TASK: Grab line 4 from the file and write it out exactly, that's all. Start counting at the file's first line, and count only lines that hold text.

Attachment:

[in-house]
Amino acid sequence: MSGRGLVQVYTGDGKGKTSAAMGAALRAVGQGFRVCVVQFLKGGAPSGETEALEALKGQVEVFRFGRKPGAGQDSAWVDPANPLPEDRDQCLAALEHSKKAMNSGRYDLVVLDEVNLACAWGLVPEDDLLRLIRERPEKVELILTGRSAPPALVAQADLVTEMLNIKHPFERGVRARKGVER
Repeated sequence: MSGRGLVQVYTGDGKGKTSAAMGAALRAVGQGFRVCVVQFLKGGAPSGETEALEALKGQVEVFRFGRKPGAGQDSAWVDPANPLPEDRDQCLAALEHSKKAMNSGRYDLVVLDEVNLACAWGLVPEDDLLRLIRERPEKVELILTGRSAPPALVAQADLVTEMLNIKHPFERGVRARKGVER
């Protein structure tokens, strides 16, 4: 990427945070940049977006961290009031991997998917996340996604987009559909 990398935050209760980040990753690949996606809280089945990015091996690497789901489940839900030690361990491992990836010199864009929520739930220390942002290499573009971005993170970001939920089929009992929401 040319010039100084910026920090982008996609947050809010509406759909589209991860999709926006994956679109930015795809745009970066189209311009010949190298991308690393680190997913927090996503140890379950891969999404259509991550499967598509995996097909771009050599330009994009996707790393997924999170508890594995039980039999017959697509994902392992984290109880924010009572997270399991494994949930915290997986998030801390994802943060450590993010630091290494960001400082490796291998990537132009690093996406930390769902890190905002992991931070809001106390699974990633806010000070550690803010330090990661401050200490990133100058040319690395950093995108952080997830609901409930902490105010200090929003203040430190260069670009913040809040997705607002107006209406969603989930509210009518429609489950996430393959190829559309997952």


């Protein structure tokens, strides 16, 4: 990427945070940049977006961290009031991997998917996340996604987009559909 990398935050209760980040990753690949996606809280089945990015091996690497789901489940839900030690361990491992990836010199864009929520739930220390942002290499573009971005993170970001939920089929009992929401 040319010039100084910026920090982008996609947050809010509406759909589209991860999709926006994956679109930015795809745009970066189209311009010949190298991308690393680190997913927090996503140890379950891969999404259509991550499967598509995996097909771009050599330009994009996707790393997924999170508890594995039980039999017959697509994902392992984290109880924010009572997270399991494994949930915290997986998030801390994802943060450590993010630091290494960001400082490796291998990537132009690093996406930390769902890190905002992991931070809001106390699974990633806010000070550690803010330090990661401050200490990133100058040319690395950093995108952080997830609901409930902490105010200090929003203040430190260069670009913040809040997705607002107006209406969603989930509210009518429609489950996430393959190829559309997952």